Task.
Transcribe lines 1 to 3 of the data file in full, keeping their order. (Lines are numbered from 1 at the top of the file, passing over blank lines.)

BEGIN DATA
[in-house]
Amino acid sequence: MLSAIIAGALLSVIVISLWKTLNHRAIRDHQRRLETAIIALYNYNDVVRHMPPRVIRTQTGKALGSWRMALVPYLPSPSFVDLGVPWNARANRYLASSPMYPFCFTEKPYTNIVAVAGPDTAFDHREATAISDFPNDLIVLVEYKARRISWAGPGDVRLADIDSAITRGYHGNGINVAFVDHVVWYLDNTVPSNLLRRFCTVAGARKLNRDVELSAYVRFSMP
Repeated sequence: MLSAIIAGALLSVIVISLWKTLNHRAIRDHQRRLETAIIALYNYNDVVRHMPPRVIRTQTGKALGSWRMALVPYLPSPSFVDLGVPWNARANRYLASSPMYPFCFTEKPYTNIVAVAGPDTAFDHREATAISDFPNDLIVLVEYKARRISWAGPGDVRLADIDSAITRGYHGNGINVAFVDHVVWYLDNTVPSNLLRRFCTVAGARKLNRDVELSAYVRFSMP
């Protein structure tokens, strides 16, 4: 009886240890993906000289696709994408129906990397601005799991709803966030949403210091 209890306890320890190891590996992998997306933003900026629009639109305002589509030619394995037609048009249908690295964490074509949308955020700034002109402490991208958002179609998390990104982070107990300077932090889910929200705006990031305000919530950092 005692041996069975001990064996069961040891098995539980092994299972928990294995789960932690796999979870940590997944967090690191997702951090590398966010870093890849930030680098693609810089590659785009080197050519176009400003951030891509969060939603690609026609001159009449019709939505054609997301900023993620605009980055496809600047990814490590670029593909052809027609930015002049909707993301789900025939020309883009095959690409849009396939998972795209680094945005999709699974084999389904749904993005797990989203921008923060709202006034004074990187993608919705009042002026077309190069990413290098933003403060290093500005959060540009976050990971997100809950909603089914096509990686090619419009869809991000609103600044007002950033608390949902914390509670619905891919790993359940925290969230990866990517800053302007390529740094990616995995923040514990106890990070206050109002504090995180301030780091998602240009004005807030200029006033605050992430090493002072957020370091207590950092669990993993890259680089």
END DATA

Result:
[in-house]
Amino acid sequence: MLSAIIAGALLSVIVISLWKTLNHRAIRDHQRRLETAIIALYNYNDVVRHMPPRVIRTQTGKALGSWRMALVPYLPSPSFVDLGVPWNARANRYLASSPMYPFCFTEKPYTNIVAVAGPDTAFDHREATAISDFPNDLIVLVEYKARRISWAGPGDVRLADIDSAITRGYHGNGINVAFVDHVVWYLDNTVPSNLLRRFCTVAGARKLNRDVELSAYVRFSMP
Repeated sequence: MLSAIIAGALLSVIVISLWKTLNHRAIRDHQRRLETAIIALYNYNDVVRHMPPRVIRTQTGKALGSWRMALVPYLPSPSFVDLGVPWNARANRYLASSPMYPFCFTEKPYTNIVAVAGPDTAFDHREATAISDFPNDLIVLVEYKARRISWAGPGDVRLADIDSAITRGYHGNGINVAFVDHVVWYLDNTVPSNLLRRFCTVAGARKLNRDVELSAYVRFSMP